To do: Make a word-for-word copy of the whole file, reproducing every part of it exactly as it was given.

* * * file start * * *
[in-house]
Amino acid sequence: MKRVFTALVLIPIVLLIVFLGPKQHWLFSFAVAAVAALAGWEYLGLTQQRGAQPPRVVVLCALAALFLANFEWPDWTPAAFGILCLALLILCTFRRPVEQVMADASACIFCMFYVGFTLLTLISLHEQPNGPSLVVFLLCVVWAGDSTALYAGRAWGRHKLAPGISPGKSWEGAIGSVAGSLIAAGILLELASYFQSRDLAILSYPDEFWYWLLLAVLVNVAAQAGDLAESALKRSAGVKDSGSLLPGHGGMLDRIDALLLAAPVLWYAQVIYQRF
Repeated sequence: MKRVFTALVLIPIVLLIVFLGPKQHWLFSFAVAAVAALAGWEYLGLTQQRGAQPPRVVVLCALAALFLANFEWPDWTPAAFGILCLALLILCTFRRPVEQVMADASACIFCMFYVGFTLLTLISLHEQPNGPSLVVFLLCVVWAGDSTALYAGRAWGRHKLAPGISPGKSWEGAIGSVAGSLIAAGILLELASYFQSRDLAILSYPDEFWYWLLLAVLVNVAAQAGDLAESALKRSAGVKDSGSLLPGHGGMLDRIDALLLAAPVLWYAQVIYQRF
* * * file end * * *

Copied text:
[in-house]
Amino acid sequence: MKRVFTALVLIPIVLLIVFLGPKQHWLFSFAVAAVAALAGWEYLGLTQQRGAQPPRVVVLCALAALFLANFEWPDWTPAAFGILCLALLILCTFRRPVEQVMADASACIFCMFYVGFTLLTLISLHEQPNGPSLVVFLLCVVWAGDSTALYAGRAWGRHKLAPGISPGKSWEGAIGSVAGSLIAAGILLELASYFQSRDLAILSYPDEFWYWLLLAVLVNVAAQAGDLAESALKRSAGVKDSGSLLPGHGGMLDRIDALLLAAPVLWYAQVIYQRF
Repeated sequence: MKRVFTALVLIPIVLLIVFLGPKQHWLFSFAVAAVAALAGWEYLGLTQQRGAQPPRVVVLCALAALFLANFEWPDWTPAAFGILCLALLILCTFRRPVEQVMADASACIFCMFYVGFTLLTLISLHEQPNGPSLVVFLLCVVWAGDSTALYAGRAWGRHKLAPGISPGKSWEGAIGSVAGSLIAAGILLELASYFQSRDLAILSYPDEFWYWLLLAVLVNVAAQAGDLAESALKRSAGVKDSGSLLPGHGGMLDRIDALLLAAPVLWYAQVIYQRF